One interesting product of cosmic-ray interactions with interstellar medium is lithium, which is one of the few elements which was produced during the Big Bang. Until recently measured lithium abundances were only available inside Milky Way, but first measurements outside our galaxy are available for small neighbouring galaxy – Small Magellanic Cloud (SMC), which was also detected in gamma rays. The observed gamma-ray flux of the SMC describes its present day cosmic-ray activity, while its lithium abundances are the result of all cosmic-ray activity in this galaxy during its lifetime.
It turns out that the observed lithium abundances in the SMC are much higher than in the MW halo stars, and are in fact just slightly below the expected primordial abundances. Trying to explain the observed lithium abundances in the SMC is an important issue, since it can shed light on our understanding of lithium abundances in the Universe, which proved to be very problematic until now. In order to link these two observations, we have linked the production of lithium in SMC and the pionic gamma-ray intensity produced by all SMC-like galaxies over the cosmic history (normalised to the present day SMC gamma-ray flux). We have shown that galactic cosmic rays produced in supernova remnants (considered to be the dominant cosmic-ray population in the SMC) can only explain a very small part of the observed abundance of lithium (less than 1%), if we assume that the entire present gamma-ray emissivity of the SMC that we observe also originates from the interaction of galactic cosmic rays with gas within the galaxy.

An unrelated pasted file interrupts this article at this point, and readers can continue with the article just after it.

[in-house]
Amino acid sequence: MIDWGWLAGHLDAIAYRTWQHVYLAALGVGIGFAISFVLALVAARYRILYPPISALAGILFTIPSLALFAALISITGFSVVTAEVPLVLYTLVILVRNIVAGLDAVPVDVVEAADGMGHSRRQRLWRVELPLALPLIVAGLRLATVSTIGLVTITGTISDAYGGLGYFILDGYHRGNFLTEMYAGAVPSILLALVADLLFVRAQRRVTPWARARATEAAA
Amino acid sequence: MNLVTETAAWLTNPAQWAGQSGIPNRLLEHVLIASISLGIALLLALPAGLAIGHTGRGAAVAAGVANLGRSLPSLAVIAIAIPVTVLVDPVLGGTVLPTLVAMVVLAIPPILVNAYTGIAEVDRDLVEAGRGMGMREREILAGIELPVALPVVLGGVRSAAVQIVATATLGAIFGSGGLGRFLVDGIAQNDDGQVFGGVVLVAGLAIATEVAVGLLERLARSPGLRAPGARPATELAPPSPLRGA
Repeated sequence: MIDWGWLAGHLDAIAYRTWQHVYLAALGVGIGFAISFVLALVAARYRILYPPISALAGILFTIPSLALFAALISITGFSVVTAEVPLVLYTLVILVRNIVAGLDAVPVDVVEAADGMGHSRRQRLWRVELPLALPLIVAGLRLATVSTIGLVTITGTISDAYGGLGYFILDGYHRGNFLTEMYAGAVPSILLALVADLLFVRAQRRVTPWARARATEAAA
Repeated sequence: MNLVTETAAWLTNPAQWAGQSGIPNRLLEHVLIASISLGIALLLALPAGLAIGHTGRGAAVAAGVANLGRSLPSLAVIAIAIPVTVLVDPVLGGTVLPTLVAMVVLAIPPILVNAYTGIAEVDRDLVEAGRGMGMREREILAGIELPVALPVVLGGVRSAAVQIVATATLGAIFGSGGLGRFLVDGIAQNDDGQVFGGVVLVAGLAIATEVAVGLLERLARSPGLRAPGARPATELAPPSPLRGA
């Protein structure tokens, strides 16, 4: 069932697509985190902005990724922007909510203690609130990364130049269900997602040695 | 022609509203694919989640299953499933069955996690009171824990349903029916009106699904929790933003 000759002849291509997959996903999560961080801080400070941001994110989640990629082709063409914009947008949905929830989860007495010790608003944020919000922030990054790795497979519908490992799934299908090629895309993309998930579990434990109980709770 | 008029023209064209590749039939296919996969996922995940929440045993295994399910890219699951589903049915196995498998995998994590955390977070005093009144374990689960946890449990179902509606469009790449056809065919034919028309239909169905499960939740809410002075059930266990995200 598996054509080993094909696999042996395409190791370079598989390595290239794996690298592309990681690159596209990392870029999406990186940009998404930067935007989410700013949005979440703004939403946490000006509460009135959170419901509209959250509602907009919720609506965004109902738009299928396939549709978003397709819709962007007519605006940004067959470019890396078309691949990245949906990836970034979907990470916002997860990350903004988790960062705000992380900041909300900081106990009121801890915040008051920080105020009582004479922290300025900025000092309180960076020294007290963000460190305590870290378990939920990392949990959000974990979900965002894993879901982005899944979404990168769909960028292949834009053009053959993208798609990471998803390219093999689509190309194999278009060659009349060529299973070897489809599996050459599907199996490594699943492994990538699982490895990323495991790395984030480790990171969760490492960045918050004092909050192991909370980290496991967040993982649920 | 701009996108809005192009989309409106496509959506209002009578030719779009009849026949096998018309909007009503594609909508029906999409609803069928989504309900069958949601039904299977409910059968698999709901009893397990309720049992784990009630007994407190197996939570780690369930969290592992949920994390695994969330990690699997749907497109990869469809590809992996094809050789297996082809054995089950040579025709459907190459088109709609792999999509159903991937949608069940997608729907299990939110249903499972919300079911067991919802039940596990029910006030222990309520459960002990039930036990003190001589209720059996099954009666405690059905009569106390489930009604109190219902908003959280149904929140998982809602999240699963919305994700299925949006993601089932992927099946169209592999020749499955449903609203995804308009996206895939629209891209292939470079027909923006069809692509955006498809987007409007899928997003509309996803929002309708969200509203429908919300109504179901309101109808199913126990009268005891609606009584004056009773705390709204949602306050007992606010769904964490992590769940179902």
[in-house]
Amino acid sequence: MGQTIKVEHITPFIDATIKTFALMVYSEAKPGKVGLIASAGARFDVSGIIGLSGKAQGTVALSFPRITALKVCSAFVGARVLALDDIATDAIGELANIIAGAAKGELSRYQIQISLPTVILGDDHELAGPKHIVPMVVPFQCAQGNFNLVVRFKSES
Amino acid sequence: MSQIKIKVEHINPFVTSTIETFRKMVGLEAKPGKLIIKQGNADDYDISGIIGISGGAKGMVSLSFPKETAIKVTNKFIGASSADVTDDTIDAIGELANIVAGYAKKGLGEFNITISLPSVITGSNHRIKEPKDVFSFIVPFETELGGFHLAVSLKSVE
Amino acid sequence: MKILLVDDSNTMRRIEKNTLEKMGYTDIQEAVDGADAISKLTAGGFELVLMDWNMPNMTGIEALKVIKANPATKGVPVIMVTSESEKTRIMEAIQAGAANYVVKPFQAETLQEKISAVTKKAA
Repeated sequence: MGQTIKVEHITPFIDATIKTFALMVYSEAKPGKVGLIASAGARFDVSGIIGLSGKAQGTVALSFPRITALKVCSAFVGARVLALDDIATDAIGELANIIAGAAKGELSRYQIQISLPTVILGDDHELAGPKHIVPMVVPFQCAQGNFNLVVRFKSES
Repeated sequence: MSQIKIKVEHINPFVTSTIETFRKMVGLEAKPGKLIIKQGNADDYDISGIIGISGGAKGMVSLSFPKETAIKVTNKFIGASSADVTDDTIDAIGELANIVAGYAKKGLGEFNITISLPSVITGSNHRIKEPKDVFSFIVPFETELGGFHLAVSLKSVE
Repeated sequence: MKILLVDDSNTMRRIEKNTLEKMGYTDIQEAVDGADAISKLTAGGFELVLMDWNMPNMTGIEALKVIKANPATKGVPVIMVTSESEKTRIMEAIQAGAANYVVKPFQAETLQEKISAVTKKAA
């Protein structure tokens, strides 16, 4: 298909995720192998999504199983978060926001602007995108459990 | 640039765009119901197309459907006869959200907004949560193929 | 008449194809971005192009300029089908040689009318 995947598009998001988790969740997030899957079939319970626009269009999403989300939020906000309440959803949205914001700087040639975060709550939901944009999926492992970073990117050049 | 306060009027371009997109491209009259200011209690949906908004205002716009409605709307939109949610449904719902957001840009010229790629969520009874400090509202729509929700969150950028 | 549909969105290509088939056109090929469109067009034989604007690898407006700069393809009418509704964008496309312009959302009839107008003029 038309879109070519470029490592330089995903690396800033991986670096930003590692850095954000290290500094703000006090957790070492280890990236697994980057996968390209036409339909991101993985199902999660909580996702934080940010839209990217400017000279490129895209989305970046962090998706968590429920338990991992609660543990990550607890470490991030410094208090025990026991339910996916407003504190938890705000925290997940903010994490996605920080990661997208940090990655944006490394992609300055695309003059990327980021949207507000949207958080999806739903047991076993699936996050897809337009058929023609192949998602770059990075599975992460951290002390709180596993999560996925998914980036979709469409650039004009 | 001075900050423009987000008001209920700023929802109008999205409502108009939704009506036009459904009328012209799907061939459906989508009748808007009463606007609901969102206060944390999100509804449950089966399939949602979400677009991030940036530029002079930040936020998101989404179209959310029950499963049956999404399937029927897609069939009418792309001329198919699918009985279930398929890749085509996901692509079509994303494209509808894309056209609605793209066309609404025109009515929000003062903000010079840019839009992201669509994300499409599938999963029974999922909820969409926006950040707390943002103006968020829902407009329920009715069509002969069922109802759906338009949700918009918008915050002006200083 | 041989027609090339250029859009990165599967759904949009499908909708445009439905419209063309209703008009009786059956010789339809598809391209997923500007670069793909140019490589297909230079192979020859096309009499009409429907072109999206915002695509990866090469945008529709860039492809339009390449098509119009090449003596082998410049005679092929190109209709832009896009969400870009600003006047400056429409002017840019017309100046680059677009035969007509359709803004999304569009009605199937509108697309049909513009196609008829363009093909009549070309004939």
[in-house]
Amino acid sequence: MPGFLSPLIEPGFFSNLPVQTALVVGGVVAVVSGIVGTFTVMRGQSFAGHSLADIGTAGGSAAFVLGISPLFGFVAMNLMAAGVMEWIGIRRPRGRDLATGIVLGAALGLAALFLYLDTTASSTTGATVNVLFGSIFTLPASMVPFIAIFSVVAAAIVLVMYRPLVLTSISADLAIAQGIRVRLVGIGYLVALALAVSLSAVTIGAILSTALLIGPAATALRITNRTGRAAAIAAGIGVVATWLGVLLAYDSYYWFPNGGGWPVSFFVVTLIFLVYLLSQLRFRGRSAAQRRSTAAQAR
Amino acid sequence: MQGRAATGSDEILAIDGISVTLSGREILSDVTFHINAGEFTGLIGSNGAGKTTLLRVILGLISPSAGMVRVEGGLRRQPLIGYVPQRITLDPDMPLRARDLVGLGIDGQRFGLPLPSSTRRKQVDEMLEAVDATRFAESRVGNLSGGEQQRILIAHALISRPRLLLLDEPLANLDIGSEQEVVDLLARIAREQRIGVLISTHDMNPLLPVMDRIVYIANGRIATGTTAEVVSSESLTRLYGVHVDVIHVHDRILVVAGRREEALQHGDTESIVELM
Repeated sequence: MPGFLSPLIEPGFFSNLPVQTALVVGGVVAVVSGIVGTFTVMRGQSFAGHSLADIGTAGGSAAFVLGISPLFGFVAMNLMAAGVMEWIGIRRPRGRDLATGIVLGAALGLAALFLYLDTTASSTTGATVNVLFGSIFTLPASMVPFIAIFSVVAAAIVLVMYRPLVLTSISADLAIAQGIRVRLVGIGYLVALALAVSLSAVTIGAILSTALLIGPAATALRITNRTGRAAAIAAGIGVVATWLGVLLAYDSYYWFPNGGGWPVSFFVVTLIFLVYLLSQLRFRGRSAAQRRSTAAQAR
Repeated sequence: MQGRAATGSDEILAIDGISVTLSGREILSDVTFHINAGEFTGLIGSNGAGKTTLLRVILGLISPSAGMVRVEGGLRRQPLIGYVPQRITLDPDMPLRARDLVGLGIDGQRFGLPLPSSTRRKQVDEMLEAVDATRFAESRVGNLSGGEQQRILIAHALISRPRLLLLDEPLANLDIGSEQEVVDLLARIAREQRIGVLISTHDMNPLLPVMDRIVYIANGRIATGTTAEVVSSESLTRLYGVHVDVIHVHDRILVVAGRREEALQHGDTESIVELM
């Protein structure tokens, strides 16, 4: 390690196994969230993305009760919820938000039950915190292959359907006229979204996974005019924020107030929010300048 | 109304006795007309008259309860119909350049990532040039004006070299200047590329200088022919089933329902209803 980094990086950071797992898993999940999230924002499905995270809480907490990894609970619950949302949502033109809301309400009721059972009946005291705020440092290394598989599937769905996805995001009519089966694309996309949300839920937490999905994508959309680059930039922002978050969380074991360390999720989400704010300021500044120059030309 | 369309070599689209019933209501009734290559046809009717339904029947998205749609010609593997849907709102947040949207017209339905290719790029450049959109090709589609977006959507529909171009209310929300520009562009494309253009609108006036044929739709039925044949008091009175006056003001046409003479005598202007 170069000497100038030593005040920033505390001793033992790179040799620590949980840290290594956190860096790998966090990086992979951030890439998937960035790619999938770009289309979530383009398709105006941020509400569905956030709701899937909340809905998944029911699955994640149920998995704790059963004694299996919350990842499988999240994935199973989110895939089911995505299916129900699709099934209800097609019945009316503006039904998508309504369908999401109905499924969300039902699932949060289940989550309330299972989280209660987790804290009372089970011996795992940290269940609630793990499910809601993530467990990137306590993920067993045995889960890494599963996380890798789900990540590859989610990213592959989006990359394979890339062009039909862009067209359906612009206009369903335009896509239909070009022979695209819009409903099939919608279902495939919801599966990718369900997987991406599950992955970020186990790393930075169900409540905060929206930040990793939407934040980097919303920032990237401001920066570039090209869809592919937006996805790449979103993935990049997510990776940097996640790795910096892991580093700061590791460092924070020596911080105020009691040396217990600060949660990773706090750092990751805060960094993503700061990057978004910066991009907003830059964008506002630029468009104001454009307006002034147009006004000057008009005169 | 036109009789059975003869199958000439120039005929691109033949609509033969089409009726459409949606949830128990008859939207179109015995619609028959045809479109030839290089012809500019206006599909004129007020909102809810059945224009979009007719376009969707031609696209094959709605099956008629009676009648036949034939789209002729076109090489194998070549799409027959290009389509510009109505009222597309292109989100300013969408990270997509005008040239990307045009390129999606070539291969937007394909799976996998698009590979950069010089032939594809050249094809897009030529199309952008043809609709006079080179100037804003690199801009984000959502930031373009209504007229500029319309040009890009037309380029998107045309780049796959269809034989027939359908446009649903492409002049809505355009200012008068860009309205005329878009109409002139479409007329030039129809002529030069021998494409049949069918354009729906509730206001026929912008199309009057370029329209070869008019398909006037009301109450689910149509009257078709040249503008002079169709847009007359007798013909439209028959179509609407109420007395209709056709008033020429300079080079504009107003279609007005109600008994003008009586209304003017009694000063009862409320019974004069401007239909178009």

This leaves room for the possible existence of other interesting sources of lithium in the SMC, like other cosmic-ray populations which were present at some point in SMCs history, for example during close fly–bys of SMC and MW. This CR population would not be present for a long time compared to the life of the galaxy, so they could produce more lithium without violating the present day gamma-ray flux of the SMC. Comparing SMC’s lithium abundances and its gamma-ray flux suggests a possible important role of galaxy–galaxy interactions for production of cosmic rays inside galaxies, both in tidal shocks, as well as through triggering new star formation, and subsequent supernovae explosions.
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